his fantasy as if he were writing a realistic novel about our world,
            and react accordingly.
            <<

            Are they entirely unjustified in this, though? Not all of Pullman's story takes place in a fantasy world: parts of it are anchored in the primary world as well (or a world so similar to ours that its precise identity?makes no difference), and in those parts it does try to convince the reader directly about issues in the primary world. My impression has been that the aspect of the story that offends Christian readers most?is not so much the "death of God" theme as the subplot involving Dr. Mary Malone, the ex-nun-turned-scientist who jettisons both her religious vocation and her faith in general as a result of tasting marzipan. If this took place entirely in a fantasy setting, it could be taken as a clever reversal of the "Turkish delight" theme in _LWW_, and appreciated on the same?level, mythopoeically. But Pullman clearly presents it as his own judgment on Christianity in our world -- a judgment he wants his readers to share. In the process he shows himself incapable of imagining what a religious vocation would feel like (a serious lack in an imaginative writer), and also suggests that he has an extraordinarily shallow?understanding of this-worldly Christianity, seeing it as having no spiritual dimension beyond a simple denial of the body and its pleasures. Whether one agrees with him or not, it turns his story into a primary-world polemic rather than a mythopoeic statement. This is what terminally ruined _The Amber Spyglass_ for me, although I really enjoyed?most of the two previous books.
            Alexei
            ??





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          • Lynn Maudlin
            Interesting. I have no problem reading Aslan as CSL s concept of Jesus interacting in a world of talking animals. I don t expect it to be *my* concept of Jesus
            Message 5 of 15 , Dec 13, 2007
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              Interesting. I have no problem reading Aslan as CSL's concept of Jesus
              interacting in a world of talking animals. I don't expect it to be
              *my* concept of Jesus interacting in a world of talking animals (!!)
              but it's close enough to be recognizable.

              I've not read Pullman; I guess anybody who proudly trumpets himself as
              the anti-CSL is just not very appealing to me. Don't know if I'll see
              the film or not.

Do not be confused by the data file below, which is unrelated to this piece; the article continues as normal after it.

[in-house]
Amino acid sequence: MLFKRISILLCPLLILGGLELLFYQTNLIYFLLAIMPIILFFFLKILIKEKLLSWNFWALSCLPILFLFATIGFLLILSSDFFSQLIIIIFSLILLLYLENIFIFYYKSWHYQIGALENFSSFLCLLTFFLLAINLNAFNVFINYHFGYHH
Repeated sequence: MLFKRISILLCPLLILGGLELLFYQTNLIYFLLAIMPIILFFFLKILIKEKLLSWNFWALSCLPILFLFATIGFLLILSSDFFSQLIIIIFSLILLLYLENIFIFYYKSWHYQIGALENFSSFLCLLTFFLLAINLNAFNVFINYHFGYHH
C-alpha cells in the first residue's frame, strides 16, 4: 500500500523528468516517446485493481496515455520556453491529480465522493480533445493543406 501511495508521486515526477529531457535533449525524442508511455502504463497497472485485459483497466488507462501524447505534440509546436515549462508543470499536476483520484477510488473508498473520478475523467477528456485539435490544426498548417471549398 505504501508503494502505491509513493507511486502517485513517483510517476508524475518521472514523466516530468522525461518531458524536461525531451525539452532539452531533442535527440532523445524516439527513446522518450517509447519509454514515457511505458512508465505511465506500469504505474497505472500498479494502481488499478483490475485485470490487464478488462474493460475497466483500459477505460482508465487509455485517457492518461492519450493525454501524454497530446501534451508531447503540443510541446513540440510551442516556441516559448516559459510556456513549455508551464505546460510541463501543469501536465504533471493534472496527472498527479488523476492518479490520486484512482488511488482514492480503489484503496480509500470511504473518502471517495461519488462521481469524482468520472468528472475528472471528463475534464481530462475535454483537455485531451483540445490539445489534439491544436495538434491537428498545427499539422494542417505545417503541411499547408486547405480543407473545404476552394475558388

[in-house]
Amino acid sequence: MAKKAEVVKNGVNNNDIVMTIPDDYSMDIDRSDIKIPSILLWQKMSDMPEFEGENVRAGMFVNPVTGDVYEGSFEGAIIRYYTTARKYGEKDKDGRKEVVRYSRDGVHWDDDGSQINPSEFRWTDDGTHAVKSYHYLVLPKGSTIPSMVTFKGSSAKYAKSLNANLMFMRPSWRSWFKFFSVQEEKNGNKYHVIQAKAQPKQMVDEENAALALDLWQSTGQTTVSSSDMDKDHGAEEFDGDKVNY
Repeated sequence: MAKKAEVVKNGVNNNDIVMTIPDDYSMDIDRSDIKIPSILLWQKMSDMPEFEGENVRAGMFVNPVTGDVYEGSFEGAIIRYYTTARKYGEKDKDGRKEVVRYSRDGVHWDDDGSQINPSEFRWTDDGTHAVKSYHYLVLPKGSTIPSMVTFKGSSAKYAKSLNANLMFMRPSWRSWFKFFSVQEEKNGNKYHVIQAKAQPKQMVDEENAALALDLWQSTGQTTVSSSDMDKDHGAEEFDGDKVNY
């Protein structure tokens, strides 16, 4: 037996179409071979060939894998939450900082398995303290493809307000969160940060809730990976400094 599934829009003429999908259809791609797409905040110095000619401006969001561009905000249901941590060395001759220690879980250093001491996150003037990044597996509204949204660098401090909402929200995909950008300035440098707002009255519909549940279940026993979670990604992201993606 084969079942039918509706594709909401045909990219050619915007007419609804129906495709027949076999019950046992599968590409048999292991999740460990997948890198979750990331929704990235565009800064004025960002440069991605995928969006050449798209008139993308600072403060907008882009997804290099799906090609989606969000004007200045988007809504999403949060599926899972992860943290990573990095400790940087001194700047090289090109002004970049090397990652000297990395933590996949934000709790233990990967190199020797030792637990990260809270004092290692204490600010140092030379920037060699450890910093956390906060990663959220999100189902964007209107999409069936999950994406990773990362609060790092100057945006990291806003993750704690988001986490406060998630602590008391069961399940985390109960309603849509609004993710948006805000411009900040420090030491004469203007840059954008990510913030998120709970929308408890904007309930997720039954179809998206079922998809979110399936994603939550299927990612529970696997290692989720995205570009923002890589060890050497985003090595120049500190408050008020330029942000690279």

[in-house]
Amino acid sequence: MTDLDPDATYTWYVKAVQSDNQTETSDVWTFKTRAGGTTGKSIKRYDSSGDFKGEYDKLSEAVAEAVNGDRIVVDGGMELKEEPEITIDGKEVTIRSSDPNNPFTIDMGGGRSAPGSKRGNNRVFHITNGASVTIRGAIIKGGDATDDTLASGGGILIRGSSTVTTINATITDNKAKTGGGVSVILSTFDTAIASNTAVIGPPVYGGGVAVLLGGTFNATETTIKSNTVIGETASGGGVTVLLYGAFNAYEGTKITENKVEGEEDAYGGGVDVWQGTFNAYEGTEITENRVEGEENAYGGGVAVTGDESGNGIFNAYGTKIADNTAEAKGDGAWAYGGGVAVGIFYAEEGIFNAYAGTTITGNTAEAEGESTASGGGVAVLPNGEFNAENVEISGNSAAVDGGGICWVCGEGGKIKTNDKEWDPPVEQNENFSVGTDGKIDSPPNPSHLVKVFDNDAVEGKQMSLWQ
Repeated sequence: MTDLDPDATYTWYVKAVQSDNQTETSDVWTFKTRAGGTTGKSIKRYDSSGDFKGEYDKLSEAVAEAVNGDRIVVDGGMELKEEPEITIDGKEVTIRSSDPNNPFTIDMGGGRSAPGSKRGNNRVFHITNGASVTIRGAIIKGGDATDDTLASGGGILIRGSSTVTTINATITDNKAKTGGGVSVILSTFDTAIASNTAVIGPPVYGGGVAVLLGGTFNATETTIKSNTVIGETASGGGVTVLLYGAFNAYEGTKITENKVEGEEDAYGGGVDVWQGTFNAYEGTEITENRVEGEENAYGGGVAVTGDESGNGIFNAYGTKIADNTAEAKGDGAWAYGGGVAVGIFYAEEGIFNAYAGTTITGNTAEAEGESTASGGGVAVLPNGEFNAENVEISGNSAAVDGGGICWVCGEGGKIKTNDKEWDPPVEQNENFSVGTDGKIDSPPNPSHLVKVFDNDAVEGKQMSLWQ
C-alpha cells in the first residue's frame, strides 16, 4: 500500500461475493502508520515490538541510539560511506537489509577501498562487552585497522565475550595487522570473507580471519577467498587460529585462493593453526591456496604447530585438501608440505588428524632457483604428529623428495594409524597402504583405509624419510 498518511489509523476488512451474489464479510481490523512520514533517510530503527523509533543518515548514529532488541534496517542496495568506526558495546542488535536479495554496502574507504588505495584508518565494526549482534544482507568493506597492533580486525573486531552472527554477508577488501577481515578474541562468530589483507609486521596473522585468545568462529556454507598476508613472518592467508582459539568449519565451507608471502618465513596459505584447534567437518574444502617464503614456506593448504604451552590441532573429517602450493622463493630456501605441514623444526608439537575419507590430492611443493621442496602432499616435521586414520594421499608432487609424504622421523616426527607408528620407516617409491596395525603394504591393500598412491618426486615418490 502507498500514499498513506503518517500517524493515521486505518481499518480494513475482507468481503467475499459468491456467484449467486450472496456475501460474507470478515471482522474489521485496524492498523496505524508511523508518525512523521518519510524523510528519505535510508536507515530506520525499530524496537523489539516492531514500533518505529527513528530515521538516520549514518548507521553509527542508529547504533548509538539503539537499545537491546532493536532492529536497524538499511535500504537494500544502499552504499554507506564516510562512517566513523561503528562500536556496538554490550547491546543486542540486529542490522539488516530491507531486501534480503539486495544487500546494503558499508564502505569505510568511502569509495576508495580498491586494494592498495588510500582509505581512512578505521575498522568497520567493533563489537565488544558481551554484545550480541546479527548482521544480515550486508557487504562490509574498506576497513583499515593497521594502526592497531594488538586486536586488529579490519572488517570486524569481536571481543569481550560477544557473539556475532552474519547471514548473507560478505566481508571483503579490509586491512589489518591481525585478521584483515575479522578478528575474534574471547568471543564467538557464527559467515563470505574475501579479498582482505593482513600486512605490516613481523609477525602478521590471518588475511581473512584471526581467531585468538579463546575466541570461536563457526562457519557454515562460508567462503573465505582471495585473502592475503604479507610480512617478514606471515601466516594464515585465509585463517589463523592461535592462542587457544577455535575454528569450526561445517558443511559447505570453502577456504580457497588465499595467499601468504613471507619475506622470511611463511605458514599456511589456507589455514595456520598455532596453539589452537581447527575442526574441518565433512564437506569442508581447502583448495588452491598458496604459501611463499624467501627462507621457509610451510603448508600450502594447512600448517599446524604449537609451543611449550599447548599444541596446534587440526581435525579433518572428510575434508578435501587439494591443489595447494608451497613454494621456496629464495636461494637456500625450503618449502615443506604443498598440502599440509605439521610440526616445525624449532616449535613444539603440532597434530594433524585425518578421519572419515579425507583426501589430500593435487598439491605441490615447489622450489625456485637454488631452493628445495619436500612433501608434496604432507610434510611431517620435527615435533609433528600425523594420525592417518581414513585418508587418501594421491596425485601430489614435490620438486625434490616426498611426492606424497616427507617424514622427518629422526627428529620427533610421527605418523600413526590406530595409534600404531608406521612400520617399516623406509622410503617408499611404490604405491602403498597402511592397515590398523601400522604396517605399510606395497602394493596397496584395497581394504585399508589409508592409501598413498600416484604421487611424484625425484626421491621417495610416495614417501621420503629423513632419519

-- Lynn --

              --- In mythsoc@yahoogroups.com, John D Rateliff <sacnoth@...> wrote:
              >
              >
              > On Dec 10, 2007, at 2:58 PM, Lynn Maudlin wrote:
              > > Lewis was trying to make Aslan as much like Jesus as he could imagine
              >
              > Well, all I can say is that for me he failed utterly. I can only
              > read the books if I 'suspend disbelief' and treat Aslan as a purely
              > fictional character, like Manwe or Mana-Yood-Sushai or Koshchei the
              > Deathless (i.e., as god, not God).
              > I suspect others have the reverse problem with Pullman; they read
              > his fantasy as if he were writing a realistic novel about our world,
              > and react accordingly.
              > --JDR
              >
            • John D Rateliff
              Two interesting pieces of news out of the U.K. today, one happy news, the other sad. First, a J. K. Rowling manuscript just sold at auction for a children s
              Message 6 of 15 , Dec 13, 2007
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                Two interesting pieces of news out of the U.K. today, one happy news,
                the other sad.

                First, a J. K. Rowling manuscript just sold at auction for a
                children's charity. They were hoping it'd go for about fifty thousand
                pounds; instead it went for two million (over four million dollars).
                Wow.

                http://news.bbc.co.uk/2/hi/entertainment/7142656.stm

                Second, Terry Pratchett, author of the DIscworld series (among